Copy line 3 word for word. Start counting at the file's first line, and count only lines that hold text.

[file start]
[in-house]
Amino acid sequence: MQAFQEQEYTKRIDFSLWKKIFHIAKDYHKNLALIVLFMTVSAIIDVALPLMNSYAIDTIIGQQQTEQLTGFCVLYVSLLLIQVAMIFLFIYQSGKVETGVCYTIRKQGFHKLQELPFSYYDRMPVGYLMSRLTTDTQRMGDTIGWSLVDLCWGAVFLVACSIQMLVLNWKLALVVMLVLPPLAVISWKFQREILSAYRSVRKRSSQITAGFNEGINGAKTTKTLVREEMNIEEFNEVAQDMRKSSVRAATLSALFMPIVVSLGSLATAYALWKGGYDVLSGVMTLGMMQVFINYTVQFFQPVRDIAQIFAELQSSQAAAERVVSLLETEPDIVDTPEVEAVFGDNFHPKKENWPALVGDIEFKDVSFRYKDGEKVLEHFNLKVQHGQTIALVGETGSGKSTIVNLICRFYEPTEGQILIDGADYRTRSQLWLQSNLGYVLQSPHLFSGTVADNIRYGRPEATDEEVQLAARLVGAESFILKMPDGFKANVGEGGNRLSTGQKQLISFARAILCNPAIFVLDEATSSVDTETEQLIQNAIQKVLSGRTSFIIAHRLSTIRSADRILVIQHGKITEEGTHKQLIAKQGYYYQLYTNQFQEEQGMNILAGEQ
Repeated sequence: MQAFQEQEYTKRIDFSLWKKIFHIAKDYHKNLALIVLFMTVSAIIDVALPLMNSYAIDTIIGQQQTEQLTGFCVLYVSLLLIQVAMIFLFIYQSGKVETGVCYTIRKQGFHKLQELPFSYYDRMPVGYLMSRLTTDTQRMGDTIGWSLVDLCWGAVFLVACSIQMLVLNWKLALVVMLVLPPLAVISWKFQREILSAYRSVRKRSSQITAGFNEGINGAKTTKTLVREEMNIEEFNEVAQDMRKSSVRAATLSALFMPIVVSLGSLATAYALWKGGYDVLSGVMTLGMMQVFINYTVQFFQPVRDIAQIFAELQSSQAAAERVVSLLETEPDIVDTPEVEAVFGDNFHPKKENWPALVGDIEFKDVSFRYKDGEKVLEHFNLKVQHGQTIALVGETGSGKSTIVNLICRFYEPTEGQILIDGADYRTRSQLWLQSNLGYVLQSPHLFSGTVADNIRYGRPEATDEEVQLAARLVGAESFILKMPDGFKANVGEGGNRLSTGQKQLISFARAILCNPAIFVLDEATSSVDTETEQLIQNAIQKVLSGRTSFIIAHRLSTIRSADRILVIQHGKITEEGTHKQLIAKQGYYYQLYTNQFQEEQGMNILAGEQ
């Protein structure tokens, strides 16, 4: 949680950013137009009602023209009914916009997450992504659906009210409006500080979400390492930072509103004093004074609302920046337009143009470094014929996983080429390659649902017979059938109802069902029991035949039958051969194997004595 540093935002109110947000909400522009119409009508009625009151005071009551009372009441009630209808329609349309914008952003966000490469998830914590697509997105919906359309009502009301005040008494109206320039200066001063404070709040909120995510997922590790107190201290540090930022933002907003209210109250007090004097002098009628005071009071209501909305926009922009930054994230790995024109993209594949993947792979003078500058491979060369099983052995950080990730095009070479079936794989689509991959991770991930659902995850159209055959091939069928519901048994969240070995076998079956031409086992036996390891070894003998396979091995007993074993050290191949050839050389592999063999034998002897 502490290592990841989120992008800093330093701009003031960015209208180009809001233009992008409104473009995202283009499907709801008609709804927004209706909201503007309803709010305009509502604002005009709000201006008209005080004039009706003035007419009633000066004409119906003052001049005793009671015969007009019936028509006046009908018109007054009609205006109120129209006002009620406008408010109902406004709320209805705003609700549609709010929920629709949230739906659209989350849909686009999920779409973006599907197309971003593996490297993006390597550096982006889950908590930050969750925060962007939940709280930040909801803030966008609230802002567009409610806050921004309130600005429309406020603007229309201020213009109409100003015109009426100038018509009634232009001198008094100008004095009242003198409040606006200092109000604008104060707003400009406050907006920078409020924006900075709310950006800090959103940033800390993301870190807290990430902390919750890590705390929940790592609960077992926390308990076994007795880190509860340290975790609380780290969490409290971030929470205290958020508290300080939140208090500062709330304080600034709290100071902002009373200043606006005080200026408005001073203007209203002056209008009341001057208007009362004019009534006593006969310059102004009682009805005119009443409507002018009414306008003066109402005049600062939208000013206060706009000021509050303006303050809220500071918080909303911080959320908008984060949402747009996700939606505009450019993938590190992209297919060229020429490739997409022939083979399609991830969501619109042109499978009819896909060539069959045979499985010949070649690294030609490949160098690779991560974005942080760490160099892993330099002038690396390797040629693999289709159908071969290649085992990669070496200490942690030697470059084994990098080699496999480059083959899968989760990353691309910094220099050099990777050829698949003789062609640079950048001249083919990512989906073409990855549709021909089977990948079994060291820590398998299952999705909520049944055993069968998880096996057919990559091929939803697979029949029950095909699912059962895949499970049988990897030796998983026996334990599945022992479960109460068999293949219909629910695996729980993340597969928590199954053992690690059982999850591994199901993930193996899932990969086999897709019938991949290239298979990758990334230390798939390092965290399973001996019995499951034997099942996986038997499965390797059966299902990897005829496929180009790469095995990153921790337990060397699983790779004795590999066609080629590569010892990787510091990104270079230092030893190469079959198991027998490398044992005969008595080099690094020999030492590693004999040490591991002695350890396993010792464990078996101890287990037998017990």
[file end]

Repeated sequence: MQAFQEQEYTKRIDFSLWKKIFHIAKDYHKNLALIVLFMTVSAIIDVALPLMNSYAIDTIIGQQQTEQLTGFCVLYVSLLLIQVAMIFLFIYQSGKVETGVCYTIRKQGFHKLQELPFSYYDRMPVGYLMSRLTTDTQRMGDTIGWSLVDLCWGAVFLVACSIQMLVLNWKLALVVMLVLPPLAVISWKFQREILSAYRSVRKRSSQITAGFNEGINGAKTTKTLVREEMNIEEFNEVAQDMRKSSVRAATLSALFMPIVVSLGSLATAYALWKGGYDVLSGVMTLGMMQVFINYTVQFFQPVRDIAQIFAELQSSQAAAERVVSLLETEPDIVDTPEVEAVFGDNFHPKKENWPALVGDIEFKDVSFRYKDGEKVLEHFNLKVQHGQTIALVGETGSGKSTIVNLICRFYEPTEGQILIDGADYRTRSQLWLQSNLGYVLQSPHLFSGTVADNIRYGRPEATDEEVQLAARLVGAESFILKMPDGFKANVGEGGNRLSTGQKQLISFARAILCNPAIFVLDEATSSVDTETEQLIQNAIQKVLSGRTSFIIAHRLSTIRSADRILVIQHGKITEEGTHKQLIAKQGYYYQLYTNQFQEEQGMNILAGEQ